© 2023 JPMorgan Chase & Co.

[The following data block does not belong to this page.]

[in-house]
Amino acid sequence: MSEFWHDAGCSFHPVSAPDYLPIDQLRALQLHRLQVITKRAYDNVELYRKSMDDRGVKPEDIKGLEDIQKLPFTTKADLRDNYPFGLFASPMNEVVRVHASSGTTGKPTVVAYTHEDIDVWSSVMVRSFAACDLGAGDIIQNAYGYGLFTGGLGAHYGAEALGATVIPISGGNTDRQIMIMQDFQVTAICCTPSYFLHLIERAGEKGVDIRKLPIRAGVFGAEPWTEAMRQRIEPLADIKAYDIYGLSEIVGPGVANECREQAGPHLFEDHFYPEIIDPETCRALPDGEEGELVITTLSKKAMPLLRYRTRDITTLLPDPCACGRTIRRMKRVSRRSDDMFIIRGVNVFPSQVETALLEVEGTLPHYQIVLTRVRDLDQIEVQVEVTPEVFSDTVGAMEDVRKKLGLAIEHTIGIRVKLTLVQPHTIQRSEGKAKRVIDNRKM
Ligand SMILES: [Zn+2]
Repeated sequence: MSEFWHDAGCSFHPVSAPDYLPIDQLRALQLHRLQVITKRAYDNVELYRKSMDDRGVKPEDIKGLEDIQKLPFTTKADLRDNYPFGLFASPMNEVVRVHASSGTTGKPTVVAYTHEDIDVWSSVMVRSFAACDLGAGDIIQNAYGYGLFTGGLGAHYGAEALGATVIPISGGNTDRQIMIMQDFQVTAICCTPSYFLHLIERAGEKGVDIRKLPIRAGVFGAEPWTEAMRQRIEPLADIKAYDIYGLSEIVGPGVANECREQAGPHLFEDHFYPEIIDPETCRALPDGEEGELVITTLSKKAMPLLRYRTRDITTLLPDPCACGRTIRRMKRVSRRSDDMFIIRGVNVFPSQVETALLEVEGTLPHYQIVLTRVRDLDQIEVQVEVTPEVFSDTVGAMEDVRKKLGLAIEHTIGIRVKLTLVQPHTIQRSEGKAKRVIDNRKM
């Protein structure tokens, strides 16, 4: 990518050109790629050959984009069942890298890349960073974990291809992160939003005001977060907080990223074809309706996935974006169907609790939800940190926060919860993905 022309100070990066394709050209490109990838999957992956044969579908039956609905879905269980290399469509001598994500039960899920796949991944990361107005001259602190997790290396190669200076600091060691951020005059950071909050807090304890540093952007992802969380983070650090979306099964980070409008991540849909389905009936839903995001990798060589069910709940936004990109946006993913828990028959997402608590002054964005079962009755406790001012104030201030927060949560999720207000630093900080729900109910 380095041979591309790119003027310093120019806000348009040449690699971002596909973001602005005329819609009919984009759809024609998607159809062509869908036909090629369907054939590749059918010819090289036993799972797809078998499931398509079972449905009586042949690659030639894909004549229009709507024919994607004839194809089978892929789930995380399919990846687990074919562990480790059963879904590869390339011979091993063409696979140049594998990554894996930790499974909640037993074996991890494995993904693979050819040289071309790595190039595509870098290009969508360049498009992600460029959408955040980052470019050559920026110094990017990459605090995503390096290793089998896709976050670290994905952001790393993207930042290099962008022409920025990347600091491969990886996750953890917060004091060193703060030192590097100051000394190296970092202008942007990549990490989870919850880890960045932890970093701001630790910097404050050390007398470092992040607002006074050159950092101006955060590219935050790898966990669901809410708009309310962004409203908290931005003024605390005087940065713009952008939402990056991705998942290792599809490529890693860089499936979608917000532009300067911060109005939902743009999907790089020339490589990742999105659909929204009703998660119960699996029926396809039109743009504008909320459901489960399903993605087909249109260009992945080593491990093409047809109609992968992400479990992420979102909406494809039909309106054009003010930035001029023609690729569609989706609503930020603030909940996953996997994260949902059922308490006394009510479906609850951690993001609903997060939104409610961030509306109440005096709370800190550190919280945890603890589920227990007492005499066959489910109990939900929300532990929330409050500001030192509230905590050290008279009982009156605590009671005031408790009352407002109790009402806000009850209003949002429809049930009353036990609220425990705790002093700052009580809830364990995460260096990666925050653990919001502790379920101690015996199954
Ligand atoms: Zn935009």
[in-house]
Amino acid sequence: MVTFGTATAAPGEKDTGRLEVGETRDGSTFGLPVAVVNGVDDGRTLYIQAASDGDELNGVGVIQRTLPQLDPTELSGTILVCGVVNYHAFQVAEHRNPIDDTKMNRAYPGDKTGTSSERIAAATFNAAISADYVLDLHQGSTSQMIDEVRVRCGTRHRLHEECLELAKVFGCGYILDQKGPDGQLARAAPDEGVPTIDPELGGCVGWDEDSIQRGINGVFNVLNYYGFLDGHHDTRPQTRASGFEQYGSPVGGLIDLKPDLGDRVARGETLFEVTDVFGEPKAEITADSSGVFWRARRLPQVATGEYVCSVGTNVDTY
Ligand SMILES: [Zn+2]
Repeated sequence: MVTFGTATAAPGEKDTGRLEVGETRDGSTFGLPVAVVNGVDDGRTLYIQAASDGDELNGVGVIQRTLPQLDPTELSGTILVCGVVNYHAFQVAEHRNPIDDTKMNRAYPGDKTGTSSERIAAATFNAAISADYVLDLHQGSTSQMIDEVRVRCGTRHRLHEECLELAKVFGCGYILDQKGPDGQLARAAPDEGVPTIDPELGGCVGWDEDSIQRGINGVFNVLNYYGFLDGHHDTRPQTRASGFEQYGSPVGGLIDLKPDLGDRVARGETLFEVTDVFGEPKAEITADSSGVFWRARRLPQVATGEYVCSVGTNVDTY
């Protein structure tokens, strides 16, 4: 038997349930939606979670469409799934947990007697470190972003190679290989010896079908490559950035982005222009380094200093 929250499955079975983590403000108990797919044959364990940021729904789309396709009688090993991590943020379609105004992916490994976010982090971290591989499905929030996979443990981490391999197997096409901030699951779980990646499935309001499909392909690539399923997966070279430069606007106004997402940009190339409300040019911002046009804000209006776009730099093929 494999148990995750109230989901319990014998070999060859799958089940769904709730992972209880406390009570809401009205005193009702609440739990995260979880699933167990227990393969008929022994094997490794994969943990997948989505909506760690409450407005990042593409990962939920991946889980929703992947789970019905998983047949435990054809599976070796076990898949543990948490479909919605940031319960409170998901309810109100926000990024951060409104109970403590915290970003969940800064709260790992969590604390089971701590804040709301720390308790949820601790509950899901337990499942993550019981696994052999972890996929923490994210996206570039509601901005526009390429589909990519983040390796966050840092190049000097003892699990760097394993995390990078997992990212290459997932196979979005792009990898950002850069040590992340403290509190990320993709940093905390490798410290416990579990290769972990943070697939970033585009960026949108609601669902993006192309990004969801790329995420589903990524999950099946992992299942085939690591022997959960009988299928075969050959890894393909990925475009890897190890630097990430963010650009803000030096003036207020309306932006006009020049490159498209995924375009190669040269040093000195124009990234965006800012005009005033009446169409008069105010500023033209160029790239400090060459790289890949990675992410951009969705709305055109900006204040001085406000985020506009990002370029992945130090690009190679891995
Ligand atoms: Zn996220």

Securities-based lines of credit are extended at the discretion of JPMorgan Chase Bank, N.A. (“Chase Bank”) and Chase Bank has no commitment to extend a line of credit or make loans available to you under a line of credit. Any loan extended under a securities-based line of credit is subject to credit approval by Chase Bank and, if approved, the terms and conditions contained in definitive loan documentation governing the line of credit. Proceeds from a securities-based line of credit cannot be used to purchase, carry or trade securities. A line of credit collateralized by the securities in your investment account(s) involves certain risks and may not be suitable for all borrowers. Chase Bank assigns values to these securities and, at any time and without notice to you, may increase or decrease these values or change the eligibility of these securities as collateral. A decline in the value of these securities collateralizing your securities-based line of credit (whether due to a market downturn, market volatility or otherwise) directly impacts the amount of credit available to you and may require you to provide additional collateral and/or pay down your line of credit in order to avoid the forced sale of these securities by Chase Bank. The securities in your account may be sold to meet a collateral shortfall, and Chase Bank may sell your securities without contacting you. Some or all of the securities sold to meet a collateral shortfall may be sold at prices higher than their initial cost, which may result in adverse tax consequences. You should consult your tax advisor to fully understand the tax implications associated with pledging securities in connection with a loan. Please review these and other risks in more detail with your advisor, and make sure to read your line of credit documentation carefully so that you fully understand your obligations and the risks associated with this opportunity. An exercise of remedies by Chase Bank in connection with your securities-based line of credit may a ect the performance of your investment management or investment advisory account(s), and may cause such accounts to no longer conform to applicable investment guidelines. When selling securities, Chase Bank is not required to act in accordance with any fiduciary duty Chase Bank and its a liates might otherwise have as your investment manager or investment advisor. It is important to note that Chase Bank and its a liates may earn more if you borrow against your securities and other assets rather than liquidate assets to meet your cash needs. The Secured Overnight Financing Rate (“SOFR”) is a broad measure of the cost of borrowing cash overnight collateralized by U.S. Treasury securities. The SOFR is published by the Federal Reserve Bank of New York and is determined based on certain transactions in the U.S. dollar Treasury repo market. Since the SOFR is an overnight rate, it is published every Banking Day, but is e ective for the Banking Day prior to the date of publication. Refer to your definitive loan documentation for a definition of “Banking Day.” Because the SOFR is administered by the Federal Reserve Bank of New York, the Bank has no control over its determination, calculation or publication, and the Federal Reserve Bank of New York may alter the methods of calculation, publication schedule, rate revision practices or availability of the SOFR at any time without notice. The SOFR is a floating interest rate option, and changes in the SOFR can lead to a higher or lower cost of borrowing.